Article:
Michael Brown shooting: Ferguson protests ease early Wednesday
'We plan to learn from this tragedy,' Ferguson officials say about future plans and reconciliation
Police in Ferguson, Missouri made arrests early Wednesday during a standoff with demonstrators in the 11th night of protests following the fatal shooting of unarmed, 18-year-old Michael Brown by a police officer.
Missouri's governor said he would not seek the removal of the county prosecutor overseeing the investigation into the fatal police shooting of the teenager by a white police officer.
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A grand jury was expected to begin a criminal inquiry into shooting on Wednesday.
St. Louis County Prosecutor Bob McCulloch's deep family connections to police have been cited by some black leaders who question his ability to be impartial. McCullouch's father, mother, brother, uncle and cousin all worked for the St. Louis Police Department, and his father was killed while responding to a call involving a black suspect.
Gov. Jay Nixon said Tuesday he would not ask McCulloch to leave the case, citing the "well-established process" by which prosecutors can recuse themselves from pending investigations to make way for a special prosecutor.
Departing from that process, Nixon said in a statement, "could unnecessarily inject legal uncertainty into this matter and potentially jeopardize the prosecution."
McCulloch, a Democrat elected in 1991, has earned a reputation for being tough on crime.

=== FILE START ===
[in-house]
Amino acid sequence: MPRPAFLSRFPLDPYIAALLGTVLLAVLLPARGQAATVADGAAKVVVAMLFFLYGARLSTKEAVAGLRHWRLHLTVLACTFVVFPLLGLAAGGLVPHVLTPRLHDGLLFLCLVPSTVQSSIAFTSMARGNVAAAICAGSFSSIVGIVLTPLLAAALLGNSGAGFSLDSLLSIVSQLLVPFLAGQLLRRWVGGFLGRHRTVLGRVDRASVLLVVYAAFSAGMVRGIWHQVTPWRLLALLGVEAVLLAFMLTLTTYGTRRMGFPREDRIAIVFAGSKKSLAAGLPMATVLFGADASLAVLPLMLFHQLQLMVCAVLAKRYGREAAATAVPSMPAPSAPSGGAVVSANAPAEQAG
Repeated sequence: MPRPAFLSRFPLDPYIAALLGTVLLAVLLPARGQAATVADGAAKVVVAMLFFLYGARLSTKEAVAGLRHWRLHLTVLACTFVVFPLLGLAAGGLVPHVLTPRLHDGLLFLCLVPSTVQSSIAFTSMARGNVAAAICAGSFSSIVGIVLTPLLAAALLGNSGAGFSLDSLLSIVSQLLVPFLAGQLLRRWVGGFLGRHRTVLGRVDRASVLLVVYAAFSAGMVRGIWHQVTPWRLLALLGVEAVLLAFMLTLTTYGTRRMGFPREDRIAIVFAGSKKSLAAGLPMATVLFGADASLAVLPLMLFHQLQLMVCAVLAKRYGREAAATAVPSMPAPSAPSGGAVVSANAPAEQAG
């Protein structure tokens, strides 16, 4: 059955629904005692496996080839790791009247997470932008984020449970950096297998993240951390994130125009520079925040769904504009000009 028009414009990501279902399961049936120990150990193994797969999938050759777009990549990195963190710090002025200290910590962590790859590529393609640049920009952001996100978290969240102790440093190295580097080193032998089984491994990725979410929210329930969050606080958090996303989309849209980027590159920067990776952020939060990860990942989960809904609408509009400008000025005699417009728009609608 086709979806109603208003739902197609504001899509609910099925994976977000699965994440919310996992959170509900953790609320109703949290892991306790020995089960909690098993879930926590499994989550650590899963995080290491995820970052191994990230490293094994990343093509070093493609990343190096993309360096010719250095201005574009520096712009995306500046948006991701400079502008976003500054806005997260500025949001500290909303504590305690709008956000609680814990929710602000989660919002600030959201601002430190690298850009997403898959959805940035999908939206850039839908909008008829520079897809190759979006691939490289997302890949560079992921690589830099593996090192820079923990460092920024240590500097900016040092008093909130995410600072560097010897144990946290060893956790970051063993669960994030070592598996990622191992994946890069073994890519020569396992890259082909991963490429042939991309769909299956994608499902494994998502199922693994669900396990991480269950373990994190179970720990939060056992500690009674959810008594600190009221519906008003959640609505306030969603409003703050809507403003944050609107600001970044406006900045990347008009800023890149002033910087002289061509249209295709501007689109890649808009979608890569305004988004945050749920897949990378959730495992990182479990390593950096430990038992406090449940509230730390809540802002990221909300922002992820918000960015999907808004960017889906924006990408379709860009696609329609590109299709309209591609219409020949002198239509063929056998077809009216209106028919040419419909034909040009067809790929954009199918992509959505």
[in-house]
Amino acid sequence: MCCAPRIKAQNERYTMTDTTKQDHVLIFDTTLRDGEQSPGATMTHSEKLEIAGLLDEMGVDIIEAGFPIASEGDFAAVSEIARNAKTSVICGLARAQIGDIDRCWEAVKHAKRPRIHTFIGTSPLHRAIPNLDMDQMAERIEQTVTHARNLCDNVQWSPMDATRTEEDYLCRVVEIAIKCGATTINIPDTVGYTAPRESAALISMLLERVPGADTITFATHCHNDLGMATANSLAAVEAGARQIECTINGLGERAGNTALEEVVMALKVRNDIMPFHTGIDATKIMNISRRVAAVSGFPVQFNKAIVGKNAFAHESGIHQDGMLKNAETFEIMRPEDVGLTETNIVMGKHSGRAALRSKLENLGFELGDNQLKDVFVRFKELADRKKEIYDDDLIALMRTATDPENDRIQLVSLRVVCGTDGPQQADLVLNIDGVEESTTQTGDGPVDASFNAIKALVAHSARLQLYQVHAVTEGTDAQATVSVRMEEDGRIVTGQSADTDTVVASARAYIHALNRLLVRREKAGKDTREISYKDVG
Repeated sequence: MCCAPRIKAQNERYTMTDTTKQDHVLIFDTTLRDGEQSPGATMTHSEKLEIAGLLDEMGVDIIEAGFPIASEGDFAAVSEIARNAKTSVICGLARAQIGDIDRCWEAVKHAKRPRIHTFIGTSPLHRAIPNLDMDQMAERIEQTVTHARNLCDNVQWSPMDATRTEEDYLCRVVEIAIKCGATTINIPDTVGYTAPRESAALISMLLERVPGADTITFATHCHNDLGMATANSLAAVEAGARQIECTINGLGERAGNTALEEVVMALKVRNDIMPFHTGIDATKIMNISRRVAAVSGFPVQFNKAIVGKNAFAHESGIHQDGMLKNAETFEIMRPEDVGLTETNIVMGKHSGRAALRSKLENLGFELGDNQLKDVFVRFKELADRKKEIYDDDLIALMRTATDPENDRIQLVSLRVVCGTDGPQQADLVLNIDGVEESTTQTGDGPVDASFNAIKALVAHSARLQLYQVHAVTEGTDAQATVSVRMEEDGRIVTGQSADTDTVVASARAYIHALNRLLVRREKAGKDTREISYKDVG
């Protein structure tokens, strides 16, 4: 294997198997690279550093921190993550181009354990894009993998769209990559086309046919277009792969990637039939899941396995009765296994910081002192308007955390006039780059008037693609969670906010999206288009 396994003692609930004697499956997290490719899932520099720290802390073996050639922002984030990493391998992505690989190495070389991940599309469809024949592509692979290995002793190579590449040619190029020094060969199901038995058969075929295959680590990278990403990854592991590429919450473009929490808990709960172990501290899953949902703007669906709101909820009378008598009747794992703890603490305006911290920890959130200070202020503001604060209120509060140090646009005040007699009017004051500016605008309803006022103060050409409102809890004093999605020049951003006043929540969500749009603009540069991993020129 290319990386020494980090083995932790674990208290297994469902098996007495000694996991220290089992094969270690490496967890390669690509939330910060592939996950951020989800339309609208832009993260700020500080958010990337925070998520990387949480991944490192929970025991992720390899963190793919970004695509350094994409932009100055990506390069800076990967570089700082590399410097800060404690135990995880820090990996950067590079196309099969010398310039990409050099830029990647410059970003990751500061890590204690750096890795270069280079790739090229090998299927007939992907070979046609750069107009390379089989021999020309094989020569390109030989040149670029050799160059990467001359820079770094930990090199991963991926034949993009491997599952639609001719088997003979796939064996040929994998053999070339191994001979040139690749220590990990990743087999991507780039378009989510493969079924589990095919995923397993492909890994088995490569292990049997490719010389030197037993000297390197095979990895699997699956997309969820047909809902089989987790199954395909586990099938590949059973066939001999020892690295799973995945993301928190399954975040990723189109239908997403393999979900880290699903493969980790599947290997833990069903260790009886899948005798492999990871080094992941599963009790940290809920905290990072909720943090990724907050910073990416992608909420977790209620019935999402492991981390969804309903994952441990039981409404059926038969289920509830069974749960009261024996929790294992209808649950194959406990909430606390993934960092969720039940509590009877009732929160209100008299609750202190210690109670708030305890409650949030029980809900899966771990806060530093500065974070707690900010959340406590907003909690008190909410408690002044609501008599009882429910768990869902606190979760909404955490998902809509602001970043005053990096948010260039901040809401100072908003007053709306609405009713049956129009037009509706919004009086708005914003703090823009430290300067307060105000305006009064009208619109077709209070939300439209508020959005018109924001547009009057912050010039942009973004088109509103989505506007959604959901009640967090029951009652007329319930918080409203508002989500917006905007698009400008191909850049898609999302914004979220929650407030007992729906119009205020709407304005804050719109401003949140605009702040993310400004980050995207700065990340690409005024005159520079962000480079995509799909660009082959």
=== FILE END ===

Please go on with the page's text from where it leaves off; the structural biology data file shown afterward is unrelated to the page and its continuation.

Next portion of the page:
Brown's Aug. 9 slaying by a white officer has inflamed racial tensions in Ferguson, a predominantly black St. Louis suburb where the police force is mostly white.
After sundown Tuesday, the streets of Ferguson filled once more with protesters who marched along the street in a large square-shaped pattern. But early Wednesday morning the protests were largely subdued and there were no immediate reports of clashes with police, who stood by with batons and gas masks.
Residents again told to stay home
Earlier in the day, Ferguson city leaders urged people to stay home after dark Tuesday to "allow peace to settle in" and pledged to try to improve the police force in the St. Louis suburb.
In a public statement, the city said the mayor, the City Council and employees have been exploring ways to increase the number of African-American applicants to the law enforcement academy, develop incentive programs to encourage city residency for police officers and raise money for cameras that would be attached to patrol car dashboards and officers' vests.
"We plan to learn from this tragedy, as we further provide for the safety of our residents and businesses and progress our community through reconciliation and healing," the statement said.
Benjamin Crump, an attorney for Brown's family, said the 18-year-old's funeral and memorial service would be Monday. The time and location had not been finalized.
Earlier on Tuesday, a large crowd gathered in nearby St. Louis after officers responding to a report of a store robbery shot and killed a knife-wielding man. Police Chief Sam Dotson said the suspect acted erratically and told responding officers to "kill me now."
Some members of the crowd shouted, "Hands up, don't shoot," a phrase that has been a refrain of protests since Brown's death on Aug. 9. Like Brown, the 23-year-old suspect killed Tuesday was black.